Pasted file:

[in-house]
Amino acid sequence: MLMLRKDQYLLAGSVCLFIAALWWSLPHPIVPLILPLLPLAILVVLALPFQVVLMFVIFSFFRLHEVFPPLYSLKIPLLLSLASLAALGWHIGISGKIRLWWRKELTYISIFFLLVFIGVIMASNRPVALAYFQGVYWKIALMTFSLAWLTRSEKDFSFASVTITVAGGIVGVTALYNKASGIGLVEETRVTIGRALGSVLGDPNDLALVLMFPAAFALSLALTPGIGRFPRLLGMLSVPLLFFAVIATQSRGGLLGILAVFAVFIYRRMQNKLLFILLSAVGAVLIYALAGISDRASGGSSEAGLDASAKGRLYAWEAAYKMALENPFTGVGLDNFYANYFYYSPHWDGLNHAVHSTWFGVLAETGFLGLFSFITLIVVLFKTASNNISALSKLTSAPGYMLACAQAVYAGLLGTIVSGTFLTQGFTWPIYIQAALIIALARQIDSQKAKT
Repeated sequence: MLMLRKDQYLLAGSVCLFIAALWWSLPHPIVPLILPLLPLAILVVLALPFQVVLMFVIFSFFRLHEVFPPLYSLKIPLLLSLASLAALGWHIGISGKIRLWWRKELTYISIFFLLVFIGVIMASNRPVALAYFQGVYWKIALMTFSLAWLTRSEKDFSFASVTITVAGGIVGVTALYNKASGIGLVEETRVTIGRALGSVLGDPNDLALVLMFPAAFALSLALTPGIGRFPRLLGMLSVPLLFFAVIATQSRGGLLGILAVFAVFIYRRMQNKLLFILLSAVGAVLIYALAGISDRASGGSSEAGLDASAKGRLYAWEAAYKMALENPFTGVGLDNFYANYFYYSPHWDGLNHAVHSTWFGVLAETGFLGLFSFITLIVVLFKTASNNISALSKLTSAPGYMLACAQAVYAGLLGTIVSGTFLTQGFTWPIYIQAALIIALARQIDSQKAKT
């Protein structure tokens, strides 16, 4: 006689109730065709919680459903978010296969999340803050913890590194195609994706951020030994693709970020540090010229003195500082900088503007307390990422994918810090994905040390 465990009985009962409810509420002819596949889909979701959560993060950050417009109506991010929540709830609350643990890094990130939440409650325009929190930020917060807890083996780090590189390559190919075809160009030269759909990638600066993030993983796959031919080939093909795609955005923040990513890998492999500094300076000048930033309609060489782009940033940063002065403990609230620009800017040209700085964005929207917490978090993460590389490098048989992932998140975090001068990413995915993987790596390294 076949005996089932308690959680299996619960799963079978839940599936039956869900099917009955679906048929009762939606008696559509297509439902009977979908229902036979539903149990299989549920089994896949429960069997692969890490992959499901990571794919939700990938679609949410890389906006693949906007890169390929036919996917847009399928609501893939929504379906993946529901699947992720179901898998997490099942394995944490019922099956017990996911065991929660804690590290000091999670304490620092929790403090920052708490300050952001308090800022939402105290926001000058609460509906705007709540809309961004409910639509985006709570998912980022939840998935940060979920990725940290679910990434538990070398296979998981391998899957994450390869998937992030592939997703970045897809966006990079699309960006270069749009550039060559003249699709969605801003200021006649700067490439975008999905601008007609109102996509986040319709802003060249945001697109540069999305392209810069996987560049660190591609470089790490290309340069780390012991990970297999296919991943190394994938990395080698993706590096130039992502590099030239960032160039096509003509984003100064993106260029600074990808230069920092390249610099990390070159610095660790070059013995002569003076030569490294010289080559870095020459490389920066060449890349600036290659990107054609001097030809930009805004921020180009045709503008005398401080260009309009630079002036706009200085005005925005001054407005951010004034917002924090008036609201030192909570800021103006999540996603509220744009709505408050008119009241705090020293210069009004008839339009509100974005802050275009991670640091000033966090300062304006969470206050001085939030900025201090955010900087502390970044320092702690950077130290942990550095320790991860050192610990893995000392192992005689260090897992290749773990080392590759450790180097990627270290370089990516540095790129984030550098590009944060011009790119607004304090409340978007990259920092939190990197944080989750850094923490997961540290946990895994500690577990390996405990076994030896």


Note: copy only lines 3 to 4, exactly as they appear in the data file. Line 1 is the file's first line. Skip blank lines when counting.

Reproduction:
Repeated sequence: MLMLRKDQYLLAGSVCLFIAALWWSLPHPIVPLILPLLPLAILVVLALPFQVVLMFVIFSFFRLHEVFPPLYSLKIPLLLSLASLAALGWHIGISGKIRLWWRKELTYISIFFLLVFIGVIMASNRPVALAYFQGVYWKIALMTFSLAWLTRSEKDFSFASVTITVAGGIVGVTALYNKASGIGLVEETRVTIGRALGSVLGDPNDLALVLMFPAAFALSLALTPGIGRFPRLLGMLSVPLLFFAVIATQSRGGLLGILAVFAVFIYRRMQNKLLFILLSAVGAVLIYALAGISDRASGGSSEAGLDASAKGRLYAWEAAYKMALENPFTGVGLDNFYANYFYYSPHWDGLNHAVHSTWFGVLAETGFLGLFSFITLIVVLFKTASNNISALSKLTSAPGYMLACAQAVYAGLLGTIVSGTFLTQGFTWPIYIQAALIIALARQIDSQKAKT
């Protein structure tokens, strides 16, 4: 006689109730065709919680459903978010296969999340803050913890590194195609994706951020030994693709970020540090010229003195500082900088503007307390990422994918810090994905040390 465990009985009962409810509420002819596949889909979701959560993060950050417009109506991010929540709830609350643990890094990130939440409650325009929190930020917060807890083996780090590189390559190919075809160009030269759909990638600066993030993983796959031919080939093909795609955005923040990513890998492999500094300076000048930033309609060489782009940033940063002065403990609230620009800017040209700085964005929207917490978090993460590389490098048989992932998140975090001068990413995915993987790596390294 076949005996089932308690959680299996619960799963079978839940599936039956869900099917009955679906048929009762939606008696559509297509439902009977979908229902036979539903149990299989549920089994896949429960069997692969890490992959499901990571794919939700990938679609949410890389906006693949906007890169390929036919996917847009399928609501893939929504379906993946529901699947992720179901898998997490099942394995944490019922099956017990996911065991929660804690590290000091999670304490620092929790403090920052708490300050952001308090800022939402105290926001000058609460509906705007709540809309961004409910639509985006709570998912980022939840998935940060979920990725940290679910990434538990070398296979998981391998899957994450390869998937992030592939997703970045897809966006990079699309960006270069749009550039060559003249699709969605801003200021006649700067490439975008999905601008007609109102996509986040319709802003060249945001697109540069999305392209810069996987560049660190591609470089790490290309340069780390012991990970297999296919991943190394994938990395080698993706590096130039992502590099030239960032160039096509003509984003100064993106260029600074990808230069920092390249610099990390070159610095660790070059013995002569003076030569490294010289080559870095020459490389920066060449890349600036290659990107054609001097030809930009805004921020180009045709503008005398401080260009309009630079002036706009200085005005925005001054407005951010004034917002924090008036609201030192909570800021103006999540996603509220744009709505408050008119009241705090020293210069009004008839339009509100974005802050275009991670640091000033966090300062304006969470206050001085939030900025201090955010900087502390970044320092702690950077130290942990550095320790991860050192610990893995000392192992005689260090897992290749773990080392590759450790180097990627270290370089990516540095790129984030550098590009944060011009790119607004304090409340978007990259920092939190990197944080989750850094923490997961540290946990895994500690577990390996405990076994030896």